I do not elaborate here the subsequent path of Alexander Schapiro/Tanaroff, which led him to Paris, to Berlin, to a meager living as a street photographer during good weather, and to Johanna Raddatz, née Grothendieck, to the Spanish Civil War in the mid-1930s, and ultimately, around 1942, to annihilation in Auschwitz. Read his history and shudder.
Consider briefly, too, the story of Hanka Grothendieck, AG's mother. Born to a middle-class Hamburg family on August 8, 1900, she was apparently a very difficult person with numerous masculine tendencies. A good student in school, she broke at around the age of 17, for reasons that are not clear, with her "bourgeois" life and began to live as an emancipated young woman, taking acting lessons and revealing considerable literary talent in her poetry, essays, and journalism. Through her work for the weekly periodical Der Pranger, she came in contact with ordinary workers, the unemployed, prostitutes, ex-prisoners, alcoholics, and was exposed to domestic violence and unwanted pregnancies. She also encountered communists and anarchists.
In Hamburg around 1921, Hanka took up with Johannes Raddatz (1897–1958), a journalist for left-wing publications, a bit of a scatterbrain, in and out of jail on minor charges, but an intelligent, witty, and charming individual. Both believing in free love (how quaint and archaic this sounds in 2008), they lived together for a while and then married in 1922. The marriage essentially broke up in 1926 but lasted formally until 1929, after which Raddatz enter-ed into a second marriage.
Around 1926, Schapiro/Tanaroff walked into Hanka's life. AG, born in 1928 and recorded initially as Alexander Raddatz, was a legally legitimate child. Very soon afterward, however, Johannes Raddatz took the question of paternity to court, and Tanaroff acknowledged that he was AG's father. Tanaroff and Hanka never married.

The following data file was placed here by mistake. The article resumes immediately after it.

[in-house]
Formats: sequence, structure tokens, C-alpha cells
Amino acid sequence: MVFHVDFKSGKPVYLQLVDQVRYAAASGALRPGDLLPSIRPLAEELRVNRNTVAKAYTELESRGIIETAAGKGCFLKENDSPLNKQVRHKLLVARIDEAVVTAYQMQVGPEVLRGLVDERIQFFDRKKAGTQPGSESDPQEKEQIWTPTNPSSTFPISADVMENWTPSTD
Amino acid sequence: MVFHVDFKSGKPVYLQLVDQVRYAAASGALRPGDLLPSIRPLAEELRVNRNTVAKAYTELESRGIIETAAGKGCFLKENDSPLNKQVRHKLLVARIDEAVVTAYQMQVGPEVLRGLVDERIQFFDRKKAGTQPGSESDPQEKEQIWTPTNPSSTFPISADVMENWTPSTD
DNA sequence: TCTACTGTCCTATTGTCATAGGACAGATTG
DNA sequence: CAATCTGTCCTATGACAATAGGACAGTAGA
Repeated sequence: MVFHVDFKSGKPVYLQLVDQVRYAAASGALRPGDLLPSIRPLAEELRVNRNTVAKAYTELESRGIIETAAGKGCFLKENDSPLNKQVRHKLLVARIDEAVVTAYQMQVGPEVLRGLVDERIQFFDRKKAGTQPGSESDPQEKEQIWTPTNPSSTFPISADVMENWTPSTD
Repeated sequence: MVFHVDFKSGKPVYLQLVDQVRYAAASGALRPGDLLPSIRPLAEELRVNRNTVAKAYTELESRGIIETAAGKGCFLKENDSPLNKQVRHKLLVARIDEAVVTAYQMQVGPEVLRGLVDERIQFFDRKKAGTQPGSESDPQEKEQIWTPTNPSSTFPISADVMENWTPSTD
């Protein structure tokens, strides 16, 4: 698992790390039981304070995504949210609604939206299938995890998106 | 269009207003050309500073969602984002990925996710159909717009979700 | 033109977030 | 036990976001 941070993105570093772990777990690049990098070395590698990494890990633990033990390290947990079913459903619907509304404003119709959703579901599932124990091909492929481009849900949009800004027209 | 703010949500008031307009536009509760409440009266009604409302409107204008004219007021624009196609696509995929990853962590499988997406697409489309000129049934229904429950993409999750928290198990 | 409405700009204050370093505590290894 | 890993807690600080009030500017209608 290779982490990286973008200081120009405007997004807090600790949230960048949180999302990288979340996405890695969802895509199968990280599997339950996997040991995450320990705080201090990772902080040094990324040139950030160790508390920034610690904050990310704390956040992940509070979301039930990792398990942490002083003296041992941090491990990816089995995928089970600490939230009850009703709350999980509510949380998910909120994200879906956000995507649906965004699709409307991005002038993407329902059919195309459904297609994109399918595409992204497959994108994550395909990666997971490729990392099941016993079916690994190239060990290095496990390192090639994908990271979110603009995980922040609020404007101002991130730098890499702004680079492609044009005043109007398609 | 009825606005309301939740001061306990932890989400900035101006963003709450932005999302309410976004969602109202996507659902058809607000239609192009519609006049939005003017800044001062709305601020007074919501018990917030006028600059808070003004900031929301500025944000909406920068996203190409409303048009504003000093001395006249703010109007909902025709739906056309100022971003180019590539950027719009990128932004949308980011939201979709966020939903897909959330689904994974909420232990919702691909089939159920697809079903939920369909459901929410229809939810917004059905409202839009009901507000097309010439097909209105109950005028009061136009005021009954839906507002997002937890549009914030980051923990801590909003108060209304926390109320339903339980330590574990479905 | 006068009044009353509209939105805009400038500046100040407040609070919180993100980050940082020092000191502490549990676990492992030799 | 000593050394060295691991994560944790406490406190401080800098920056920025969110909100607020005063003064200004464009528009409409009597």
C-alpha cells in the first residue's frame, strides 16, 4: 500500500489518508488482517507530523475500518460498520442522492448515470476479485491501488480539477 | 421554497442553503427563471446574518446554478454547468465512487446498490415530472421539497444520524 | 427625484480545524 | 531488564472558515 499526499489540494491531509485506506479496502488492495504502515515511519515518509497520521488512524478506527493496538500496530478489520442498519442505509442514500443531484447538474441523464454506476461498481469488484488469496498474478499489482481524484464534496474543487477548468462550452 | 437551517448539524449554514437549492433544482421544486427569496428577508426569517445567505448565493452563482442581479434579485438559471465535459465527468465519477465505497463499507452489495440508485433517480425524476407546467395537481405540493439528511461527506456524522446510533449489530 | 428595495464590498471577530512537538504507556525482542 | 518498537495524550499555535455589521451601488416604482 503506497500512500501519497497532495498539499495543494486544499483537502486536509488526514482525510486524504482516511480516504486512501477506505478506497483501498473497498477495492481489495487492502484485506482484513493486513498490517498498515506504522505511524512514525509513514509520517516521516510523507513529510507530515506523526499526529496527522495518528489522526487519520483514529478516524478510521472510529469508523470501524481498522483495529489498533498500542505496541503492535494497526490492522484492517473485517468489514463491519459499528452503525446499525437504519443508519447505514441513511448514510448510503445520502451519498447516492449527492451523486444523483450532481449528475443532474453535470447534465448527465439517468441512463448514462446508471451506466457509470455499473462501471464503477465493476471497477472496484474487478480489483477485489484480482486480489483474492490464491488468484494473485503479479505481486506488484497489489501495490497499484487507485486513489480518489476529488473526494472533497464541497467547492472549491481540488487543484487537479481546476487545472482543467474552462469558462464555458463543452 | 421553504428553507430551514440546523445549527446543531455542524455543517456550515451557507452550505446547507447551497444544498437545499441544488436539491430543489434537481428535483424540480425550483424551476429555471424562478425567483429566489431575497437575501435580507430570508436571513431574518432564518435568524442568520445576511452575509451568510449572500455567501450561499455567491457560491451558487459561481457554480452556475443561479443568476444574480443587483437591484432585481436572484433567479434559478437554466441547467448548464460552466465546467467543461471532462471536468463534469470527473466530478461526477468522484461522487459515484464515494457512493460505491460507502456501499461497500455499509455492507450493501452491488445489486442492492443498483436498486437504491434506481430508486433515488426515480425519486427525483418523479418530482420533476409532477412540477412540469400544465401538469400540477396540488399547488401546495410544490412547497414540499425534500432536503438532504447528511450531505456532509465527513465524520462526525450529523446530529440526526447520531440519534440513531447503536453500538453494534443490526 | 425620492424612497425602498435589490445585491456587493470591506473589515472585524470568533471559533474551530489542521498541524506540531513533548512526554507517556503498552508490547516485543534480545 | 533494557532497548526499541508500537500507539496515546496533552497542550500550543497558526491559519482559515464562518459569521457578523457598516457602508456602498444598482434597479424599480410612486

We are indebted to Winfried Scharlau, a professor emeritus of mathematics at the University of Münster and a novelist, for this stark, dark, and yet greatly illuminating picture of the early background of a genius. Scharlau has spent many years amassing Grothendieck-iana and has incorporated many significant clips into this volume. His book will grip general readers and keep them turning the pages. It may upset those specialists who advocate: Forget sensation and look only at a person's professional accomplishments, leaving unexplored the subject's background and non-professional character and opinions.
As if in contradiction to the statement of Kant quoted at the beginning of this article, new mathematics, said to have revolutionized certain areas of the subject, did emerge from the crooked timber of the frightful forests of 20th-century Europe. And then . . . between the creation and the emotion fell the shadow. What predisposes genius to a "descent into Avernus" without return, a release of the darkness said to reside in all souls? In a forthcoming book (Loving and Hating Mathematics: Inside Mathematical Life), Reuben Hersh and Vera John-Steiner raise the question of whether an absolute rigidity of excessive logic, combined with the rigidity of excessive social idealism and utopian hopes, conduces to mental disturbance or destruction of the self. Along with Grothendieck, they cite Theodore Kaczynski, the Unibomber, André Bloch, the Mad Mathematician of Charenton, and Kurt Gödel. Given the strong mathematical as-pects of the game of chess, they might also have cited the brilliant chess master Bobby Fischer. Is it possible that intense involvement with logic can actually be a sanity-preserving device for individuals who are either born with extreme sensitivity or in whom sensitivity has been implanted by events totally out of their control?
Sigmund Freud is quoted as saying that the minds of poets and novelists were beyond his understanding. If, as is often asserted, mathematics is an art form with a pronounced aesthetic, the wellsprings of mathematical creativity may be beyond ultimate understanding. As regards AG's mental collapse, did genetics play a role? Did the blandishments of admiring disciples, swarming around the Master and feeding him ego-food, like bees feeding the Queen royal jelly, exacerbate matters?
During episodes of advanced religious mania, AG received a delegation of angels and a personal message from God that the final trumpet would be sounded on such and such a date. We might regard this as a mystic and recidivist return to the Chassidic world of his paternal ancestors. But in the long run, the crooked timber of civilization and of the individual will fade from memory, and the history of science will judge the mathematical contributions of Alexander Grothendieck on their own abstract merits.
Philip J. Davis, professor emeritus of applied mathematics at Brown University, is an independent writer, scholar, and lecturer. He lives in Providence, Rhode Island, and can be reached at firstname.lastname@example.org.